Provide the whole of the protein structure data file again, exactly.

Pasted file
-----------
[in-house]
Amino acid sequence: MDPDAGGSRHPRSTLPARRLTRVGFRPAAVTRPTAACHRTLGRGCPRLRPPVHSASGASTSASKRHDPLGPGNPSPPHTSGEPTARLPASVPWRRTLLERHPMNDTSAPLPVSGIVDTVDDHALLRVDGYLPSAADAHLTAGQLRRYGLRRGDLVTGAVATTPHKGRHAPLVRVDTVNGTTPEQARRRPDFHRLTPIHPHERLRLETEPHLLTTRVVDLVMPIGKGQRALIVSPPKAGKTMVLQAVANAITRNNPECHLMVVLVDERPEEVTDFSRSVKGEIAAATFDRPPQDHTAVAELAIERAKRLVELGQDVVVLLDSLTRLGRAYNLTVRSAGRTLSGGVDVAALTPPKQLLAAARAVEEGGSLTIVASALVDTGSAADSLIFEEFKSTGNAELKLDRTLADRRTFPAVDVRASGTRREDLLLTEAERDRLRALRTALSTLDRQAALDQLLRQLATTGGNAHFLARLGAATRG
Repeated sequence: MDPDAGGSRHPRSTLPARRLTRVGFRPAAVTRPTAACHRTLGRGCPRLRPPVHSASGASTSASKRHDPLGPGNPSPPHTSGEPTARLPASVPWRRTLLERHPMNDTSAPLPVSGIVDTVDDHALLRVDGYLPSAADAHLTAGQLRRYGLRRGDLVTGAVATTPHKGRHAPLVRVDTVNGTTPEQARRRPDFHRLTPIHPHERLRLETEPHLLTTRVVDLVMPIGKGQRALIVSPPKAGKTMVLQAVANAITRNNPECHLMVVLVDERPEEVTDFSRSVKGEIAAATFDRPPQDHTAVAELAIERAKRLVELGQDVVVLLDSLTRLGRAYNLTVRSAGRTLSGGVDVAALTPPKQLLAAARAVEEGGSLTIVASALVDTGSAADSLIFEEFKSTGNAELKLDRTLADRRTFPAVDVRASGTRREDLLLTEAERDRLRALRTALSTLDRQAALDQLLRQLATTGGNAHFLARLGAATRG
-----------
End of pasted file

[in-house]
Amino acid sequence: MDPDAGGSRHPRSTLPARRLTRVGFRPAAVTRPTAACHRTLGRGCPRLRPPVHSASGASTSASKRHDPLGPGNPSPPHTSGEPTARLPASVPWRRTLLERHPMNDTSAPLPVSGIVDTVDDHALLRVDGYLPSAADAHLTAGQLRRYGLRRGDLVTGAVATTPHKGRHAPLVRVDTVNGTTPEQARRRPDFHRLTPIHPHERLRLETEPHLLTTRVVDLVMPIGKGQRALIVSPPKAGKTMVLQAVANAITRNNPECHLMVVLVDERPEEVTDFSRSVKGEIAAATFDRPPQDHTAVAELAIERAKRLVELGQDVVVLLDSLTRLGRAYNLTVRSAGRTLSGGVDVAALTPPKQLLAAARAVEEGGSLTIVASALVDTGSAADSLIFEEFKSTGNAELKLDRTLADRRTFPAVDVRASGTRREDLLLTEAERDRLRALRTALSTLDRQAALDQLLRQLATTGGNAHFLARLGAATRG
Repeated sequence: MDPDAGGSRHPRSTLPARRLTRVGFRPAAVTRPTAACHRTLGRGCPRLRPPVHSASGASTSASKRHDPLGPGNPSPPHTSGEPTARLPASVPWRRTLLERHPMNDTSAPLPVSGIVDTVDDHALLRVDGYLPSAADAHLTAGQLRRYGLRRGDLVTGAVATTPHKGRHAPLVRVDTVNGTTPEQARRRPDFHRLTPIHPHERLRLETEPHLLTTRVVDLVMPIGKGQRALIVSPPKAGKTMVLQAVANAITRNNPECHLMVVLVDERPEEVTDFSRSVKGEIAAATFDRPPQDHTAVAELAIERAKRLVELGQDVVVLLDSLTRLGRAYNLTVRSAGRTLSGGVDVAALTPPKQLLAAARAVEEGGSLTIVASALVDTGSAADSLIFEEFKSTGNAELKLDRTLADRRTFPAVDVRASGTRREDLLLTEAERDRLRALRTALSTLDRQAALDQLLRQLATTGGNAHFLARLGAATRG